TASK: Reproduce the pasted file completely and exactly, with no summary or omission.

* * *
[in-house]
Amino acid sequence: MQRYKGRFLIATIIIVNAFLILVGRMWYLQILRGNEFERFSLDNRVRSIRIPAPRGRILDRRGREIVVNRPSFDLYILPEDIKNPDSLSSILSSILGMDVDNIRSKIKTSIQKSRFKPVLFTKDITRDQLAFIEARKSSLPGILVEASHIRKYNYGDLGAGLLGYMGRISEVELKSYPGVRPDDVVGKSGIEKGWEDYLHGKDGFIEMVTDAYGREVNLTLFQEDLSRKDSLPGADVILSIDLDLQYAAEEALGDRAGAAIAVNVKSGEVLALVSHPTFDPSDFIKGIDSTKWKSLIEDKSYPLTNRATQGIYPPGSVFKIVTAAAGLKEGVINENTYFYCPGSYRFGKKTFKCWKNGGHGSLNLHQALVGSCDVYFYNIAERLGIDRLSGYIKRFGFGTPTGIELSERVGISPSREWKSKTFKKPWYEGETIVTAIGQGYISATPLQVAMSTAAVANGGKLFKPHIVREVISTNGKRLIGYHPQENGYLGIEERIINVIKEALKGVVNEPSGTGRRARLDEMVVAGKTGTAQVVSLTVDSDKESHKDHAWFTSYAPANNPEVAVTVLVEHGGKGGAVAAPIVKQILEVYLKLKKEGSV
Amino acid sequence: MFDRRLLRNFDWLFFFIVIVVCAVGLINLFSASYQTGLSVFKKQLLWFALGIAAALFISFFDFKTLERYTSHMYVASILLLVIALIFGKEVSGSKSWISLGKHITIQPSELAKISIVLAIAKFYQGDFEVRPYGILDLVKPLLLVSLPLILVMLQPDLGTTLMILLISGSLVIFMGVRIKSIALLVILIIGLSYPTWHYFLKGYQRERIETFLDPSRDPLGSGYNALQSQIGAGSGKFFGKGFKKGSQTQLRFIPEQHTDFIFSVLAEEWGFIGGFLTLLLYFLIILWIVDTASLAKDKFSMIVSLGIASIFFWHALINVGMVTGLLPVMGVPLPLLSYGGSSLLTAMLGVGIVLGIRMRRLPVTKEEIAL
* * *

[in-house]
Amino acid sequence: MQRYKGRFLIATIIIVNAFLILVGRMWYLQILRGNEFERFSLDNRVRSIRIPAPRGRILDRRGREIVVNRPSFDLYILPEDIKNPDSLSSILSSILGMDVDNIRSKIKTSIQKSRFKPVLFTKDITRDQLAFIEARKSSLPGILVEASHIRKYNYGDLGAGLLGYMGRISEVELKSYPGVRPDDVVGKSGIEKGWEDYLHGKDGFIEMVTDAYGREVNLTLFQEDLSRKDSLPGADVILSIDLDLQYAAEEALGDRAGAAIAVNVKSGEVLALVSHPTFDPSDFIKGIDSTKWKSLIEDKSYPLTNRATQGIYPPGSVFKIVTAAAGLKEGVINENTYFYCPGSYRFGKKTFKCWKNGGHGSLNLHQALVGSCDVYFYNIAERLGIDRLSGYIKRFGFGTPTGIELSERVGISPSREWKSKTFKKPWYEGETIVTAIGQGYISATPLQVAMSTAAVANGGKLFKPHIVREVISTNGKRLIGYHPQENGYLGIEERIINVIKEALKGVVNEPSGTGRRARLDEMVVAGKTGTAQVVSLTVDSDKESHKDHAWFTSYAPANNPEVAVTVLVEHGGKGGAVAAPIVKQILEVYLKLKKEGSV
Amino acid sequence: MFDRRLLRNFDWLFFFIVIVVCAVGLINLFSASYQTGLSVFKKQLLWFALGIAAALFISFFDFKTLERYTSHMYVASILLLVIALIFGKEVSGSKSWISLGKHITIQPSELAKISIVLAIAKFYQGDFEVRPYGILDLVKPLLLVSLPLILVMLQPDLGTTLMILLISGSLVIFMGVRIKSIALLVILIIGLSYPTWHYFLKGYQRERIETFLDPSRDPLGSGYNALQSQIGAGSGKFFGKGFKKGSQTQLRFIPEQHTDFIFSVLAEEWGFIGGFLTLLLYFLIILWIVDTASLAKDKFSMIVSLGIASIFFWHALINVGMVTGLLPVMGVPLPLLSYGGSSLLTAMLGVGIVLGIRMRRLPVTKEEIAL